Before I get side-tracked, I want to draw your attention to the lovely Heather von St James. Heather contacted me via the blog, and asked whether I would help promote Mesothelioma Awareness Day on 26th September by including her link in the blog. This is a particularly rare and lethal form of cancer which has a life expectancy of about 10 months – Heather was diagnosed when her daughter was three and a half months old, and that was seven years ago. Heather is living proof of the importance of a positive and sunny outlook in fighting cancer; she was accused of wearing rose-tinted spectacles and she agreed, saying she had no intention of changing. How lovely. Please do watch her video on her blog at http://www.mesothelioma.com/heather then share through social media if you are able.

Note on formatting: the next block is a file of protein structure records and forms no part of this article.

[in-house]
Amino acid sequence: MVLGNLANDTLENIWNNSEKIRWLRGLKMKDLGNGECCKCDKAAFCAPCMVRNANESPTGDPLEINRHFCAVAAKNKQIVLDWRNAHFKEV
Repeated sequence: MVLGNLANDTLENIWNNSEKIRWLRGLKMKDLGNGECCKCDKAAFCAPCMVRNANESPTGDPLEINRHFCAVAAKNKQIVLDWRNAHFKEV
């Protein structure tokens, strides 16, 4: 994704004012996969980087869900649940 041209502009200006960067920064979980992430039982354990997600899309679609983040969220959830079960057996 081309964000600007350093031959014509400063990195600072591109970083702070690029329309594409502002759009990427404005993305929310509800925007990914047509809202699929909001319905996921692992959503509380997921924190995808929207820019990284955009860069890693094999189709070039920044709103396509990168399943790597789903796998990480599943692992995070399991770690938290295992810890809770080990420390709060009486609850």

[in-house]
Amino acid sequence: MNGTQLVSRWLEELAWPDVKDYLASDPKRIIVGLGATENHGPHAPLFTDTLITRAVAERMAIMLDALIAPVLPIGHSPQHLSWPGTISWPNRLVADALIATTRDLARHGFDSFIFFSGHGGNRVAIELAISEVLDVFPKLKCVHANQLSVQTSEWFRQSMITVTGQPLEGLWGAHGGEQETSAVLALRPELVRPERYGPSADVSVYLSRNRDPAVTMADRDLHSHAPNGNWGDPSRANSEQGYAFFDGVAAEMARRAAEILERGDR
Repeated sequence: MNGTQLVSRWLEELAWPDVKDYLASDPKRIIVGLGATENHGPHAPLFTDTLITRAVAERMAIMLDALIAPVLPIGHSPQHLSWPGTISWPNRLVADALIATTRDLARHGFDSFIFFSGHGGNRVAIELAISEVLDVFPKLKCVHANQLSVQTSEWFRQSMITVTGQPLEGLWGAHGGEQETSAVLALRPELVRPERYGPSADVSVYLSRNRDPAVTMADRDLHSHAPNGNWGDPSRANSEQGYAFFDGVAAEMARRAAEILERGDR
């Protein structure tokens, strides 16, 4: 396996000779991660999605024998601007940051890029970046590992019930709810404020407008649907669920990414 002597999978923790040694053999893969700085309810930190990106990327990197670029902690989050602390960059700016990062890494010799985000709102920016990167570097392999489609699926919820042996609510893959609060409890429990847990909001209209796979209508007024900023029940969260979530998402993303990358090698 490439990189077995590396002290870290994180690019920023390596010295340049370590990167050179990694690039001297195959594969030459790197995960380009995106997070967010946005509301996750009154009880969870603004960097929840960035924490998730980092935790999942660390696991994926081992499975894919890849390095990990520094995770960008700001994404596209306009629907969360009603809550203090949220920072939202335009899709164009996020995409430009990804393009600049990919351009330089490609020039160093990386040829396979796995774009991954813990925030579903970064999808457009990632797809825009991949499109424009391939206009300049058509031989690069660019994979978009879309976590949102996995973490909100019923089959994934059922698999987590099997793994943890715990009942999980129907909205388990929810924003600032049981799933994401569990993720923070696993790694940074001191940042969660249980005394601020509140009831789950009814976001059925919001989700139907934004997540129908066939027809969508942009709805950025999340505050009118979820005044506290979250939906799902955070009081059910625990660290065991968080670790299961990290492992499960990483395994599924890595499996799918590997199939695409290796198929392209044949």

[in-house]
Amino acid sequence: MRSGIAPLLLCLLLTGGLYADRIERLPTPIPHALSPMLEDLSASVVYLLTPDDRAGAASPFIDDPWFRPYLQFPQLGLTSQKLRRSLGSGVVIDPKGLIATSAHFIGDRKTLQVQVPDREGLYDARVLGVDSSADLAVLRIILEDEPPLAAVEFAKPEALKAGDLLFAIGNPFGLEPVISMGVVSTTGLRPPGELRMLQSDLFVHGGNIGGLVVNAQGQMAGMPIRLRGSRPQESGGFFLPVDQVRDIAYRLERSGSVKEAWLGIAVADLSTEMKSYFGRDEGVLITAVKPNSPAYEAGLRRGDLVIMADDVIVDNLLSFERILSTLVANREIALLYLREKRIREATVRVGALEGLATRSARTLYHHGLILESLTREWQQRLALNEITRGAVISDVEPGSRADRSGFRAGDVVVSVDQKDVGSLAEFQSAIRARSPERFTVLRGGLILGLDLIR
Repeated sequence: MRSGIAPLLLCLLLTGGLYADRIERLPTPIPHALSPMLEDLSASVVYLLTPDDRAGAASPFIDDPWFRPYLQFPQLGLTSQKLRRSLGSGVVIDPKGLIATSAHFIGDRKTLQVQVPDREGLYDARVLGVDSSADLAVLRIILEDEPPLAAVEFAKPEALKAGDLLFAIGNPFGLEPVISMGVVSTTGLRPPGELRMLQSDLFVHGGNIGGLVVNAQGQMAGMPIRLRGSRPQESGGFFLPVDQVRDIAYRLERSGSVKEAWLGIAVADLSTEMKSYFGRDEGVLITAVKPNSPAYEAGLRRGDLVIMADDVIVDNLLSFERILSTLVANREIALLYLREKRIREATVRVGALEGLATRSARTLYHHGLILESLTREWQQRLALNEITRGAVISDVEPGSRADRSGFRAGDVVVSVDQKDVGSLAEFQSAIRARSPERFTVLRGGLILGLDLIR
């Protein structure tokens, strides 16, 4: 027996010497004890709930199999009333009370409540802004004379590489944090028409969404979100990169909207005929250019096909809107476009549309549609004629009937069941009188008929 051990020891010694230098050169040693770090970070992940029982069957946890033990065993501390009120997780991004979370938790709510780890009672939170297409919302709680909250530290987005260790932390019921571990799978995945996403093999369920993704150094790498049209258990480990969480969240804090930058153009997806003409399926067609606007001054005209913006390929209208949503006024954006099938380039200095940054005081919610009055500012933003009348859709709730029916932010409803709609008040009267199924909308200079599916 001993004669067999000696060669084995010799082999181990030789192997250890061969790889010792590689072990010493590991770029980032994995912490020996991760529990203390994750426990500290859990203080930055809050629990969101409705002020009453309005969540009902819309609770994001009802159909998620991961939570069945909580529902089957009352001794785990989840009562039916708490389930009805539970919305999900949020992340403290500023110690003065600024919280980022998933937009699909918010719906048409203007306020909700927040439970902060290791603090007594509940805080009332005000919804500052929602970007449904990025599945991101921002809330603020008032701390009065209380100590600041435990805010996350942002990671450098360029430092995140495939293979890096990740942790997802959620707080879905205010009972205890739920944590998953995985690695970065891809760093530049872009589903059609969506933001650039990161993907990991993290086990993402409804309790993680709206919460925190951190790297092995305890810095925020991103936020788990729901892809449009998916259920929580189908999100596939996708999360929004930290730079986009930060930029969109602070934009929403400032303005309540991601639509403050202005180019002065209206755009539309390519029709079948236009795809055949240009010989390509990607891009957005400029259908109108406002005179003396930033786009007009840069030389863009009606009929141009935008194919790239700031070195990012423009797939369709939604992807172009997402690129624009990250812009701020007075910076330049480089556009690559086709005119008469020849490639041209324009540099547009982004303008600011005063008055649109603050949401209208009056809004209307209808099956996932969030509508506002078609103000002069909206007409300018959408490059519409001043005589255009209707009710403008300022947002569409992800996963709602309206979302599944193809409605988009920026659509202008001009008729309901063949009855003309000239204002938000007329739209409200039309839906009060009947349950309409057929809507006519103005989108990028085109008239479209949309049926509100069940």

It was nice to get the boost of her positive energy in my current state of limbo. I went to see my consultant on Monday and he was delighted with my blood results but underlined how debilitated my immune system is and how I am really still a bit of a newborn in stem cell transplant terms. I have to say I have come on in leaps and bounds since the Isle of Wight trip, but my new-found energy and hearty appetite tend to lead me astray in terms of thinking I am back to normal now. I might be feeling good, but my system is still busily building new cells and renewing my major organs. Which, frankly, seems rather strange. Periodically I wander off into a philosophical landscape where I wonder how much of the essence of the ‘old’ me is contained in my new body. Why have some bits of it got lost or destroyed? This troubles me greatly. According to my Bowen therapist my cells have forgotten the Bowen treatments I have had through the years, as my body reacted like a new patient when I started treatment again a few weeks ago. I used to be hypoglycaemic and had to watch my sugar intake very carefully – that doesn’t seem to be a problem now. Apparently all my childhood vaccines and immunity have been killed off by the pre-transplant chemo, so I will have to have them all again. But how come I still feel and act like ‘me’? Surely when the old cells die off naturally in a healthy person, as they do on a cyclical basis, the cells that replace them are somehow programmed to continue the legacy – all that has happened with me is that there was mass genocide and all the stem cells were replaced in one fell swoop. And since all those cells came from me in the first place they must all retain the memories they would have had if they had been replaced at a more normal rate. And if that is the case, why are some things ‘remembered’ and not others – like the vaccines? Confused? I sure as hell am, and if there is some bright spark out there who isn’t and can explain it all to me, please get in touch!